The 2014 Yokogawa Users Group Conference and Exhibition, held in Houston on Sept 9-11, saw 500 registrants from 160 companies and 10 countries outside North America in attendance. That's a 40% increase over the prior event in 2012.
The meeting featured keynotes from Satoru Kurosu, director, executive vice president, Solution Service Business Headquarters, president and CEO of Yokogawa Electric Japan International Pte. Ltd.; retired process engineer and executive Simon Lam; and Chet Mroz, president and CEO, Yokogawa Corp. of America. Kurosu greeted attendees and said that the United States is "a most important market" for Yokogawa with a history in the U.S. that dates back to the 1950s.
In his address, "Current Industry Challenges and Expectations for an Automation Partner," Lam set the theme for the conference, pointing out how the changing face of industrial automation (IA) to an accelerated and deeply integrated world means that users have a different set of expectations of their automation partners.
"The challenges now are: How do we maintain cost leadership through lowering expenses? How do we achieve safe production with increased scrutiny from the public? How do we get the maximum benefit out of our feedstock? How do we handle the dilution of our technical experiences and resources due to reduced technical know-how and people, and then manage change with improved human reliability?" said Lam. "Finally, we have to ask, is our IA vendor dealing with cost factors only, or do we have a strategic, value-added partner for growth?"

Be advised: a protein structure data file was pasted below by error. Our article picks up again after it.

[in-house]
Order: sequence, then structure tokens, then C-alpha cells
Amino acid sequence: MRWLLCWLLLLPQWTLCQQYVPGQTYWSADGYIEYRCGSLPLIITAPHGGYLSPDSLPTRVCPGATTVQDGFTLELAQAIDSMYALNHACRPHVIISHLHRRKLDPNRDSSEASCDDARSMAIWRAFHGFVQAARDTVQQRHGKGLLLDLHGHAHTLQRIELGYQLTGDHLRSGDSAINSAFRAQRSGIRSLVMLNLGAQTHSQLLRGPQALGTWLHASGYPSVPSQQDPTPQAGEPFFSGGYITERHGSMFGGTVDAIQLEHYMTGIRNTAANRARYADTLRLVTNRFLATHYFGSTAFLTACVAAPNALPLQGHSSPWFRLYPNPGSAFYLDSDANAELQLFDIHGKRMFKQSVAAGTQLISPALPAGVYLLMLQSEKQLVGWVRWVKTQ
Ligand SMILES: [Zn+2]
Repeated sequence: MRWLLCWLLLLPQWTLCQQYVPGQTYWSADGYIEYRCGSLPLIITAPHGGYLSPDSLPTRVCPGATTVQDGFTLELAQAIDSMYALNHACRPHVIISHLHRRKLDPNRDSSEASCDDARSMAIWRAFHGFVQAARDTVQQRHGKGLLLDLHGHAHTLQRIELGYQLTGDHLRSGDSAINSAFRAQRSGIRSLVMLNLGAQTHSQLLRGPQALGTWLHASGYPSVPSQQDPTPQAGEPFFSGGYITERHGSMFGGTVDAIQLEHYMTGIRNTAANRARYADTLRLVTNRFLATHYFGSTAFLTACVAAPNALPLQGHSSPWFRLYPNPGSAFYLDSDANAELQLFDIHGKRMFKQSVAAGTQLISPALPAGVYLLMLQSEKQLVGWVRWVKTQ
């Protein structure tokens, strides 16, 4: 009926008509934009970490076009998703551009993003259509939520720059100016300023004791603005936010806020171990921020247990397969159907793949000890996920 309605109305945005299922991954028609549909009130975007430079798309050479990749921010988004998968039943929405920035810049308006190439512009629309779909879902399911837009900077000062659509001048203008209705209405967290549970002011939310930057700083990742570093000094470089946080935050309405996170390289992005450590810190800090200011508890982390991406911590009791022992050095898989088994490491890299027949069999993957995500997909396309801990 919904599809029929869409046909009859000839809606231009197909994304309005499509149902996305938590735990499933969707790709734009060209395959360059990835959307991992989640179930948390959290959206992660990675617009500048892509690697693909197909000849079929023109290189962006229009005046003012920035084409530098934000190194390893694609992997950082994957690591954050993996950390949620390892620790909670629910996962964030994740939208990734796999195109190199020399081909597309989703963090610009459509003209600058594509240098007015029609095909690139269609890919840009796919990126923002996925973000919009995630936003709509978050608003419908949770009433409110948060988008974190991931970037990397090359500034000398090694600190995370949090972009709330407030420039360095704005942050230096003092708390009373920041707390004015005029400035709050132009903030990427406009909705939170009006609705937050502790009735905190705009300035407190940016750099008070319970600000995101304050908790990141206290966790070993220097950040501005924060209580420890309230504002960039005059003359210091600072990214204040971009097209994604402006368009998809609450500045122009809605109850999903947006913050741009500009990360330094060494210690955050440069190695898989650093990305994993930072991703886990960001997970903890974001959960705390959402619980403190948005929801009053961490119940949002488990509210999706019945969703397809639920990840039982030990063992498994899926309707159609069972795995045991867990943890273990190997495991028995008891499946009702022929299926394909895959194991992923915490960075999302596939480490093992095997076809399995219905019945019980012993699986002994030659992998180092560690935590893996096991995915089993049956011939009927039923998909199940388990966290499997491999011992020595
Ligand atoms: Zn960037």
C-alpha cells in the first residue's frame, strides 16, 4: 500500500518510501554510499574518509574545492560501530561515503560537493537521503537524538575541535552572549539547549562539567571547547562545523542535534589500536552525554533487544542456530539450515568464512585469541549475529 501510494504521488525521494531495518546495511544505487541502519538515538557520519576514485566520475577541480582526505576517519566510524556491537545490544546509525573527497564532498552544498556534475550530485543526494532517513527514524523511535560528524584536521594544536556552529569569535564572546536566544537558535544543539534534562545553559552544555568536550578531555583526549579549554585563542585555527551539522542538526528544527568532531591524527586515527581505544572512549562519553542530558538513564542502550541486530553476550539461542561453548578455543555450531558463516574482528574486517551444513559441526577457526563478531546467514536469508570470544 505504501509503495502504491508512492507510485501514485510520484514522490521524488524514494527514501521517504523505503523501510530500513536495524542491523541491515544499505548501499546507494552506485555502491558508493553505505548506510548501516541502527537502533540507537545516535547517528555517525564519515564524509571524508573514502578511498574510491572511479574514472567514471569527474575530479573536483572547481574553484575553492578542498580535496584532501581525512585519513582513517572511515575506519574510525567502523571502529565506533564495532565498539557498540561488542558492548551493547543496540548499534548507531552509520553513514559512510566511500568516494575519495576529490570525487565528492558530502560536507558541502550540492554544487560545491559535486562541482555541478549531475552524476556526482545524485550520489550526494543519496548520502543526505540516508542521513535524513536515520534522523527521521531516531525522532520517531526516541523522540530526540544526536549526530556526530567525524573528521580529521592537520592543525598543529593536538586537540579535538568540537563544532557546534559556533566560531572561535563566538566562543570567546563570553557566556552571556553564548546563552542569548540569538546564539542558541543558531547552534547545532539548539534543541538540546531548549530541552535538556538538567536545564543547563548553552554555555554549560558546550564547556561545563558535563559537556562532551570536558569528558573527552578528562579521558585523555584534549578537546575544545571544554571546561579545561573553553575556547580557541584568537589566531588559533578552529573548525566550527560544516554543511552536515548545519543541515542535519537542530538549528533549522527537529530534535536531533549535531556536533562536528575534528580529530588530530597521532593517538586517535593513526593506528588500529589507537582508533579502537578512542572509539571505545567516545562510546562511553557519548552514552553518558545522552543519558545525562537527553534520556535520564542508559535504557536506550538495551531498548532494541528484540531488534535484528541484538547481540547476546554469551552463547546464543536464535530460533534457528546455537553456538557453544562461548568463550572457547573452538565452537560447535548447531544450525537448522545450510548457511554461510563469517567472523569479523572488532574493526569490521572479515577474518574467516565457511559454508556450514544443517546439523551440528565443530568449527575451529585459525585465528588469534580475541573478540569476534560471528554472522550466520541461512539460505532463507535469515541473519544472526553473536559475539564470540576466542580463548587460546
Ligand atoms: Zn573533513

He outlined several essential end-user requirements. "At a minimum, we require a reliable DCS platform, but sitting on this platform, we need software packages that can make our whole IA system a power tool to achieve short- and long-term financial objectives. We must be able to use IA tools to reduce costs of maintenance through increased reliability; enhance safety with intelligent alarm management that ensures operational integrity; and use simulation software to further optimize production with tools we can use day to day that can also aid training. We also want to enhance training and retraining of operators by using more dynamic simulations because it's critical to keep operators trained and alert, instead of being unable to remember important start-up and shutdown procedures after six years have gone by."
Likewise, Lam adds that individual site managers expect IA suppliers to understand their unique business concerns and help them meet challenges by using their own industrial knowledge and awareness of processes and products. "Site managers don't think suppliers have to know everything, but they also don't want someone to look at them with a blank face," said Lam. "They just want someone who will really try to work with them. These days, we're driven to collaborate collectively with consultants and IA suppliers to secure the right business architectures, embedded know-how and best practices to run sustainable, competitive businesses. This means we have to maintain long-term relationships with our suppliers just as we provide the human resources needed to supplement our own business units."
Chet Mroz provided a perspective on the Americas business, reminding listeners that the company announced a new global organization this year that separates Industrial Automation and Solution Service businesses, and gives the both direct access to Yokogawa corporate resources and attention. In the Americas, strong growth in systems and advanced analytical solutions have driven 18% annual growth since 2009, almost doubling total revenues to $425 million in 2013.